Open-source advocates applaud Sun/China deal

Sun Microsystems announced late Monday that it will provide China Standard Software (CSSC) with as many as 1 million seats per year of its Java Desktop System.

The Java Desktop system consists of the GNOME desktop environment, StarOffice applications, the Mozilla browser, Evolution mail and calendar software, Java 2 Standard Edition and a Linux operating system. The CSSC is a consortium of Chinese technology companies that executes government technology initiatives.

The agreement, which helped boost Sun's stock price by close to 2 percent Tuesday, is part of a worldwide, government-led trend toward open-source systems that has emerged in recent months. The European Union, India, Thailand, the Philippines, Vietnam and other countries are either investigating open-source now or have already adopted policies to embrace it.

So far, however, those open-source efforts have held little sway with U.S. companies and federal, state or local governments.

Linux advocates believe the agreement will raise the visibility of alternative operating systems in the U.S., where the Linux desktop has made few inroads.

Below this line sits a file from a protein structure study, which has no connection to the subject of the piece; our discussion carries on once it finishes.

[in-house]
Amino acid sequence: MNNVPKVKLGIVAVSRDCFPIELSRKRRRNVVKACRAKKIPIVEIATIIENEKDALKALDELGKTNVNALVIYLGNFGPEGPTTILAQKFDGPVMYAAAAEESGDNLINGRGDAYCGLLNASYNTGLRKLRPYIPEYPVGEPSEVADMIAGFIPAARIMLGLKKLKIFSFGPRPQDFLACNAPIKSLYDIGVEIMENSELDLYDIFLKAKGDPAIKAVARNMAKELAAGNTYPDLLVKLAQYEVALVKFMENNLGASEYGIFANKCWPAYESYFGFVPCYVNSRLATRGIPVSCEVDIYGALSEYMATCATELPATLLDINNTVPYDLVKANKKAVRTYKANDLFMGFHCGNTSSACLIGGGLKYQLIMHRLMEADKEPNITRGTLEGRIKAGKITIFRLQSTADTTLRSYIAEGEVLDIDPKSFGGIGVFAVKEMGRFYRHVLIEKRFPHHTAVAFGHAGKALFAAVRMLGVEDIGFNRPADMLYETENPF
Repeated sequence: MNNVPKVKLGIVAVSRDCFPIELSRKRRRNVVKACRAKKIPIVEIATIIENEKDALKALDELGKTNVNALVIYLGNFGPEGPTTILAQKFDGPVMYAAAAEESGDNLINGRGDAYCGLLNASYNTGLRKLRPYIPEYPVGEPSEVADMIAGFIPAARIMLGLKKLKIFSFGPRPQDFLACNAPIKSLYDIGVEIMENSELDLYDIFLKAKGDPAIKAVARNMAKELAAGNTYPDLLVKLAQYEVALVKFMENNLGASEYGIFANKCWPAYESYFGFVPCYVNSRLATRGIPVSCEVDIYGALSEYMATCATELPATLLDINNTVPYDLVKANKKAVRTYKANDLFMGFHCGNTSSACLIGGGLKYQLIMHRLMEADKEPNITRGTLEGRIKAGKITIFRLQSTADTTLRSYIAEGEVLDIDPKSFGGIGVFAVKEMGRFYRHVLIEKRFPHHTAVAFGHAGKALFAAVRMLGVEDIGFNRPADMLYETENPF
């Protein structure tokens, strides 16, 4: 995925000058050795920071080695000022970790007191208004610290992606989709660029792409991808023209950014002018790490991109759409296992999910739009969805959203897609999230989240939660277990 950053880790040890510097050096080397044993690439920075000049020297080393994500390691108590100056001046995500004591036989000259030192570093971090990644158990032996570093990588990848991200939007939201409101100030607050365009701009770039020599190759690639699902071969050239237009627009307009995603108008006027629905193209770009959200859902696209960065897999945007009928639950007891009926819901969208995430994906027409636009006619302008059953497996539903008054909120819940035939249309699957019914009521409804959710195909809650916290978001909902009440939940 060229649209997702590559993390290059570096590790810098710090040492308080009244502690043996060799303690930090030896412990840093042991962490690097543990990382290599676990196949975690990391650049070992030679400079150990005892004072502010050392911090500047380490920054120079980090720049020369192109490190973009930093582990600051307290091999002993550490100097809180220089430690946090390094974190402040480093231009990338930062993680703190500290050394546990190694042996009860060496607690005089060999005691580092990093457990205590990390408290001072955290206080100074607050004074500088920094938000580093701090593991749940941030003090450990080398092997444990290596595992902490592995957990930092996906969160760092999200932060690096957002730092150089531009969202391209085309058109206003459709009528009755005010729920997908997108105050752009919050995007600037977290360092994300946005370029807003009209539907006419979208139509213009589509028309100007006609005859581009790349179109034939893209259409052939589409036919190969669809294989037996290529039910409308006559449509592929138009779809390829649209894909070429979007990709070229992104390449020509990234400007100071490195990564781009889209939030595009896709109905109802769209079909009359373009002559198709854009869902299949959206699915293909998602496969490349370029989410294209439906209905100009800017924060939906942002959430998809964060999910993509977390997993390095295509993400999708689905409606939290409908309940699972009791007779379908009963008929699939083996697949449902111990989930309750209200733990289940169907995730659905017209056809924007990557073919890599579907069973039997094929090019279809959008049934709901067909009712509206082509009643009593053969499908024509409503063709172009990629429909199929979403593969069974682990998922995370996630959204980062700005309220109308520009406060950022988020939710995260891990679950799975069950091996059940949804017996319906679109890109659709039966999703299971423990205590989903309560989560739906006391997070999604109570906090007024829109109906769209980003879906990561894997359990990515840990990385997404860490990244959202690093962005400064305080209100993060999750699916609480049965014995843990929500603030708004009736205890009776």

Jeremy White, chairman of the Santa Clara-based Desktop Linux Consortium, said the China decision, as well as the growing use of open-source systems in other countries, will eventually influence businesses in this country. If a large bank in the U.K., for instance, were to switch to open-source software, a U.S. bank may well ask, "Why haven't we done that?" he said.

White also said he believes that open-source systems are attractive because they may be easier to tailor to local languages and cultural needs.

James Love, who heads Consumer Project on Technology in Washington, has been urging the federal government to demand open standards in government IT contracts. He called Sun's announcement a clear signal that governments are beginning to move to the concrete implementations of alternatives to Microsoft Corp. products.

"People are beginning to focus on the fact that once you crack the standards, you don't have a monopoly anymore," he said.

"This does raise the profile of people adopting alternative operative systems in large numbers," said Rob Enderle, a San Jose-based technology analyst. He called the China deal a very important win for Sun.

"They are making some really good moves suddenly," Enderle said.

Sun didn't disclose the price of the deal. It lists its system at US$100 per desktop user or $50 per seat for existing Java Enterprise users.

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